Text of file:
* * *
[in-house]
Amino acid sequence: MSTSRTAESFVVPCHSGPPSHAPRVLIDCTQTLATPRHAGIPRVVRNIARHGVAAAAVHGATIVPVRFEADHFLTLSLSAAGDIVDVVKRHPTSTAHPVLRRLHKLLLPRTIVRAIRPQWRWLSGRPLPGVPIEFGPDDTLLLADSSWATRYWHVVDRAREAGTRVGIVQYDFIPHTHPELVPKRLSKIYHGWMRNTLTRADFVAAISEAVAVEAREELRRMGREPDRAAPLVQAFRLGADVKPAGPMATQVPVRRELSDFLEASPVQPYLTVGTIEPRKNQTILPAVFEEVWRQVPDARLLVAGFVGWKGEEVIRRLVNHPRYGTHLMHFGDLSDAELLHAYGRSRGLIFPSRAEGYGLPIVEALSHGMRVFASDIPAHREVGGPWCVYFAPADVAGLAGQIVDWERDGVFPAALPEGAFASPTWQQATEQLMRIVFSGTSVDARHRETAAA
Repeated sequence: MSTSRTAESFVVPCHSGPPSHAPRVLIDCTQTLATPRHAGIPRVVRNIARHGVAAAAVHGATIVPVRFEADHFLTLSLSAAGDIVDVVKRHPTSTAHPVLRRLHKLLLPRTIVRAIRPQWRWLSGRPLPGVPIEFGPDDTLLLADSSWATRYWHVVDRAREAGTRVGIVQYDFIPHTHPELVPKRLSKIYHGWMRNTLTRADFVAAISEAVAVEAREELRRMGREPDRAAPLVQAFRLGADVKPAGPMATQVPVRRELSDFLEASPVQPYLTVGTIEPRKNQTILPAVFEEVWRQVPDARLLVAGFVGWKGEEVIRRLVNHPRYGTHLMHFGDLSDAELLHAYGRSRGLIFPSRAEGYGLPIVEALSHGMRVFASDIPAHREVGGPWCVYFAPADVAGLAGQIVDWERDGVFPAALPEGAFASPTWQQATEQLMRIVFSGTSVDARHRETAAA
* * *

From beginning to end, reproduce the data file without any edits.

[in-house]
Amino acid sequence: MSTSRTAESFVVPCHSGPPSHAPRVLIDCTQTLATPRHAGIPRVVRNIARHGVAAAAVHGATIVPVRFEADHFLTLSLSAAGDIVDVVKRHPTSTAHPVLRRLHKLLLPRTIVRAIRPQWRWLSGRPLPGVPIEFGPDDTLLLADSSWATRYWHVVDRAREAGTRVGIVQYDFIPHTHPELVPKRLSKIYHGWMRNTLTRADFVAAISEAVAVEAREELRRMGREPDRAAPLVQAFRLGADVKPAGPMATQVPVRRELSDFLEASPVQPYLTVGTIEPRKNQTILPAVFEEVWRQVPDARLLVAGFVGWKGEEVIRRLVNHPRYGTHLMHFGDLSDAELLHAYGRSRGLIFPSRAEGYGLPIVEALSHGMRVFASDIPAHREVGGPWCVYFAPADVAGLAGQIVDWERDGVFPAALPEGAFASPTWQQATEQLMRIVFSGTSVDARHRETAAA
Repeated sequence: MSTSRTAESFVVPCHSGPPSHAPRVLIDCTQTLATPRHAGIPRVVRNIARHGVAAAAVHGATIVPVRFEADHFLTLSLSAAGDIVDVVKRHPTSTAHPVLRRLHKLLLPRTIVRAIRPQWRWLSGRPLPGVPIEFGPDDTLLLADSSWATRYWHVVDRAREAGTRVGIVQYDFIPHTHPELVPKRLSKIYHGWMRNTLTRADFVAAISEAVAVEAREELRRMGREPDRAAPLVQAFRLGADVKPAGPMATQVPVRRELSDFLEASPVQPYLTVGTIEPRKNQTILPAVFEEVWRQVPDARLLVAGFVGWKGEEVIRRLVNHPRYGTHLMHFGDLSDAELLHAYGRSRGLIFPSRAEGYGLPIVEALSHGMRVFASDIPAHREVGGPWCVYFAPADVAGLAGQIVDWERDGVFPAALPEGAFASPTWQQATEQLMRIVFSGTSVDARHRETAAA